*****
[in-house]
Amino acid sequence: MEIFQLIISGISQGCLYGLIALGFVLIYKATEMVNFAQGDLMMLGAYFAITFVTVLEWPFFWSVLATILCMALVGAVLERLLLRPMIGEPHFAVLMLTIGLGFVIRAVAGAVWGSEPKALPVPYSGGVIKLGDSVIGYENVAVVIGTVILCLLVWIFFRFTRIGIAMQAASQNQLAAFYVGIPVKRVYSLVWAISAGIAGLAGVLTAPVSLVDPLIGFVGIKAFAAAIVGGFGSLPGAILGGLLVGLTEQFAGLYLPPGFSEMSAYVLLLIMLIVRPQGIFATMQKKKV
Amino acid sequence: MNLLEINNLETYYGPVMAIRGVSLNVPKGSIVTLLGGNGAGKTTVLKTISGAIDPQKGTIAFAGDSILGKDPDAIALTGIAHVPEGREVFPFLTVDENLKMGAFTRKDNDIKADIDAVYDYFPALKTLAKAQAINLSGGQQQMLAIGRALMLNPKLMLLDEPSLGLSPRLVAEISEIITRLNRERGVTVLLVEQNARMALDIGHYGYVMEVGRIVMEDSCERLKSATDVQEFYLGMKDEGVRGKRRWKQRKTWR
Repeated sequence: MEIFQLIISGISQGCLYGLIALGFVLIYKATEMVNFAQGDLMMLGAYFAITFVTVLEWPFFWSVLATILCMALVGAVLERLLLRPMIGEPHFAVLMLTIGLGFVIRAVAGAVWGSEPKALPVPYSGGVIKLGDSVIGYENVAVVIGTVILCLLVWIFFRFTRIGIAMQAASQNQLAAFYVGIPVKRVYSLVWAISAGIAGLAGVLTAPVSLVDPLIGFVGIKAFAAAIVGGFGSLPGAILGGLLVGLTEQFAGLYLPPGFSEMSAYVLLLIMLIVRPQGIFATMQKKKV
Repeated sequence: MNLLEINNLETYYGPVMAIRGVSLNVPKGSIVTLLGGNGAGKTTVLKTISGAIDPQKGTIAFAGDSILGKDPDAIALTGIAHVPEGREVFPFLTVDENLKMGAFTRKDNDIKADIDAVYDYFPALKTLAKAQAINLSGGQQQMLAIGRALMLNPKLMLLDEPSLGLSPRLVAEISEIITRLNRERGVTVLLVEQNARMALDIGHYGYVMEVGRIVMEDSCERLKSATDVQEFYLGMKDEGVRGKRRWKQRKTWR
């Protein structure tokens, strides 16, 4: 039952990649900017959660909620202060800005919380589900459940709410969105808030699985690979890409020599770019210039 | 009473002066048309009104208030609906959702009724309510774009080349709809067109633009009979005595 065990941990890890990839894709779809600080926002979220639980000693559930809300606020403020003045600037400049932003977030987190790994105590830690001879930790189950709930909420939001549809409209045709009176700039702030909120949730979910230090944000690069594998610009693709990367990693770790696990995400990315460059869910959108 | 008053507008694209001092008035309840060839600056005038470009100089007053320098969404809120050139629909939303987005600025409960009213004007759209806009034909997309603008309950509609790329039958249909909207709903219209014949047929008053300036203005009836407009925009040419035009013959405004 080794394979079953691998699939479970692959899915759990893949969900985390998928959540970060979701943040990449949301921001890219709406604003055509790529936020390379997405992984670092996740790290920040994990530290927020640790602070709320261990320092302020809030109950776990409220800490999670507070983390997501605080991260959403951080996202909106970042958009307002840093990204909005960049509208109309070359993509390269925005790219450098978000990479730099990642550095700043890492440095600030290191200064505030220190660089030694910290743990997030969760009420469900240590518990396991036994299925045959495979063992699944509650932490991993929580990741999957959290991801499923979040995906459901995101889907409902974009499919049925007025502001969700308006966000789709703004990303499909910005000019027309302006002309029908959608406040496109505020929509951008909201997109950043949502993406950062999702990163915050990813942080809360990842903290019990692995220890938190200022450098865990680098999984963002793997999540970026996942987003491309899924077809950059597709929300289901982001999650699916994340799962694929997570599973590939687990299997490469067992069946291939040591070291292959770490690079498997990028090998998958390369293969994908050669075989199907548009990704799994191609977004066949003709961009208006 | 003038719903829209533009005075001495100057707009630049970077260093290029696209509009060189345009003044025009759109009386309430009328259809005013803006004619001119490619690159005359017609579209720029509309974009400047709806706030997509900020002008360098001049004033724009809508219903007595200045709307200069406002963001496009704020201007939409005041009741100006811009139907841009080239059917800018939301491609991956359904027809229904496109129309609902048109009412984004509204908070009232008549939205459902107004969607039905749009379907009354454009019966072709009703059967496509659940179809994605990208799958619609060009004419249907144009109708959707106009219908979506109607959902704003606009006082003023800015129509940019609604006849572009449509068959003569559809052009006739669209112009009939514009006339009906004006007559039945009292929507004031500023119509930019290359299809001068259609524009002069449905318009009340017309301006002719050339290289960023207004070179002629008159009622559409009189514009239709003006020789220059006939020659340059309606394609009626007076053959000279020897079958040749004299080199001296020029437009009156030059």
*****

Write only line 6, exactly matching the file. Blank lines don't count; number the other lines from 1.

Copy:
């Protein structure tokens, strides 16, 4: 039952990649900017959660909620202060800005919380589900459940709410969105808030699985690979890409020599770019210039 | 009473002066048309009104208030609906959702009724309510774009080349709809067109633009009979005595 065990941990890890990839894709779809600080926002979220639980000693559930809300606020403020003045600037400049932003977030987190790994105590830690001879930790189950709930909420939001549809409209045709009176700039702030909120949730979910230090944000690069594998610009693709990367990693770790696990995400990315460059869910959108 | 008053507008694209001092008035309840060839600056005038470009100089007053320098969404809120050139629909939303987005600025409960009213004007759209806009034909997309603008309950509609790329039958249909909207709903219209014949047929008053300036203005009836407009925009040419035009013959405004 080794394979079953691998699939479970692959899915759990893949969900985390998928959540970060979701943040990449949301921001890219709406604003055509790529936020390379997405992984670092996740790290920040994990530290927020640790602070709320261990320092302020809030109950776990409220800490999670507070983390997501605080991260959403951080996202909106970042958009307002840093990204909005960049509208109309070359993509390269925005790219450098978000990479730099990642550095700043890492440095600030290191200064505030220190660089030694910290743990997030969760009420469900240590518990396991036994299925045959495979063992699944509650932490991993929580990741999957959290991801499923979040995906459901995101889907409902974009499919049925007025502001969700308006966000789709703004990303499909910005000019027309302006002309029908959608406040496109505020929509951008909201997109950043949502993406950062999702990163915050990813942080809360990842903290019990692995220890938190200022450098865990680098999984963002793997999540970026996942987003491309899924077809950059597709929300289901982001999650699916994340799962694929997570599973590939687990299997490469067992069946291939040591070291292959770490690079498997990028090998998958390369293969994908050669075989199907548009990704799994191609977004066949003709961009208006 | 003038719903829209533009005075001495100057707009630049970077260093290029696209509009060189345009003044025009759109009386309430009328259809005013803006004619001119490619690159005359017609579209720029509309974009400047709806706030997509900020002008360098001049004033724009809508219903007595200045709307200069406002963001496009704020201007939409005041009741100006811009139907841009080239059917800018939301491609991956359904027809229904496109129309609902048109009412984004509204908070009232008549939205459902107004969607039905749009379907009354454009019966072709009703059967496509659940179809994605990208799958619609060009004419249907144009109708959707106009219908979506109607959902704003606009006082003023800015129509940019609604006849572009449509068959003569559809052009006739669209112009009939514009006339009906004006007559039945009292929507004031500023119509930019290359299809001068259609524009002069449905318009009340017309301006002719050339290289960023207004070179002629008159009622559409009189514009239709003006020789220059006939020659340059309606394609009626007076053959000279020897079958040749004299080199001296020029437009009156030059």